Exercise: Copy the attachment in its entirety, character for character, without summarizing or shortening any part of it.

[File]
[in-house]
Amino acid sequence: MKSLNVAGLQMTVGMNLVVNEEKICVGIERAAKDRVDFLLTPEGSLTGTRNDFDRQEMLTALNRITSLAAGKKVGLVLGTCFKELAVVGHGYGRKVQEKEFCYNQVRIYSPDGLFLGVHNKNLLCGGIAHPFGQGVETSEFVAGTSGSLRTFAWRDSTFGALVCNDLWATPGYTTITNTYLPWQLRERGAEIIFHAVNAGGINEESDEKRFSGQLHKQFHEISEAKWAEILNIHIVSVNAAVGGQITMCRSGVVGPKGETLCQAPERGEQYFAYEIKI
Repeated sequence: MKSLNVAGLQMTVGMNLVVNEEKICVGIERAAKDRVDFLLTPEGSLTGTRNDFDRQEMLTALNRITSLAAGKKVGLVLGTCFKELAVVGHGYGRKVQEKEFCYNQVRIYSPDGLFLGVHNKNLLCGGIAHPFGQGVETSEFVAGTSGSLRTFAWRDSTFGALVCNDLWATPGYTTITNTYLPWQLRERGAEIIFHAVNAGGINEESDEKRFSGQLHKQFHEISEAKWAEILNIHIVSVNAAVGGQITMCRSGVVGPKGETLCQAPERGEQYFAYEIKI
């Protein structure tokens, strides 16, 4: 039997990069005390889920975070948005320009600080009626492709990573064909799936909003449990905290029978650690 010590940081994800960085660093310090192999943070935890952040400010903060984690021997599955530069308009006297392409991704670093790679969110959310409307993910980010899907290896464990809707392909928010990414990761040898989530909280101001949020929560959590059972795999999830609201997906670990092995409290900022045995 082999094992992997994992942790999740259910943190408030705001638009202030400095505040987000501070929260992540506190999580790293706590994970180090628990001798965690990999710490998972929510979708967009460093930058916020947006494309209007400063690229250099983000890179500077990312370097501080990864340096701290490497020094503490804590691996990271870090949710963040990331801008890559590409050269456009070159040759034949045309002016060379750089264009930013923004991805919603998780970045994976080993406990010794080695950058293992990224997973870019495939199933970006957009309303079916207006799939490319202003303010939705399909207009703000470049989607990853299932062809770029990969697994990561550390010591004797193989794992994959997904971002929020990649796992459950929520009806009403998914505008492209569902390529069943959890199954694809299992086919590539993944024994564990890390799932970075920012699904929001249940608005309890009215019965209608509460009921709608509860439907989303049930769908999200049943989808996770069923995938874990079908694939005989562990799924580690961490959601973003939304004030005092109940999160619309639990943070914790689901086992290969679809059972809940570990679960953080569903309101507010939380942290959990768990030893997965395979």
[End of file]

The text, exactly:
[in-house]
Amino acid sequence: MKSLNVAGLQMTVGMNLVVNEEKICVGIERAAKDRVDFLLTPEGSLTGTRNDFDRQEMLTALNRITSLAAGKKVGLVLGTCFKELAVVGHGYGRKVQEKEFCYNQVRIYSPDGLFLGVHNKNLLCGGIAHPFGQGVETSEFVAGTSGSLRTFAWRDSTFGALVCNDLWATPGYTTITNTYLPWQLRERGAEIIFHAVNAGGINEESDEKRFSGQLHKQFHEISEAKWAEILNIHIVSVNAAVGGQITMCRSGVVGPKGETLCQAPERGEQYFAYEIKI
Repeated sequence: MKSLNVAGLQMTVGMNLVVNEEKICVGIERAAKDRVDFLLTPEGSLTGTRNDFDRQEMLTALNRITSLAAGKKVGLVLGTCFKELAVVGHGYGRKVQEKEFCYNQVRIYSPDGLFLGVHNKNLLCGGIAHPFGQGVETSEFVAGTSGSLRTFAWRDSTFGALVCNDLWATPGYTTITNTYLPWQLRERGAEIIFHAVNAGGINEESDEKRFSGQLHKQFHEISEAKWAEILNIHIVSVNAAVGGQITMCRSGVVGPKGETLCQAPERGEQYFAYEIKI
């Protein structure tokens, strides 16, 4: 039997990069005390889920975070948005320009600080009626492709990573064909799936909003449990905290029978650690 010590940081994800960085660093310090192999943070935890952040400010903060984690021997599955530069308009006297392409991704670093790679969110959310409307993910980010899907290896464990809707392909928010990414990761040898989530909280101001949020929560959590059972795999999830609201997906670990092995409290900022045995 082999094992992997994992942790999740259910943190408030705001638009202030400095505040987000501070929260992540506190999580790293706590994970180090628990001798965690990999710490998972929510979708967009460093930058916020947006494309209007400063690229250099983000890179500077990312370097501080990864340096701290490497020094503490804590691996990271870090949710963040990331801008890559590409050269456009070159040759034949045309002016060379750089264009930013923004991805919603998780970045994976080993406990010794080695950058293992990224997973870019495939199933970006957009309303079916207006799939490319202003303010939705399909207009703000470049989607990853299932062809770029990969697994990561550390010591004797193989794992994959997904971002929020990649796992459950929520009806009403998914505008492209569902390529069943959890199954694809299992086919590539993944024994564990890390799932970075920012699904929001249940608005309890009215019965209608509460009921709608509860439907989303049930769908999200049943989808996770069923995938874990079908694939005989562990799924580690961490959601973003939304004030005092109940999160619309639990943070914790689901086992290969679809059972809940570990679960953080569903309101507010939380942290959990768990030893997965395979």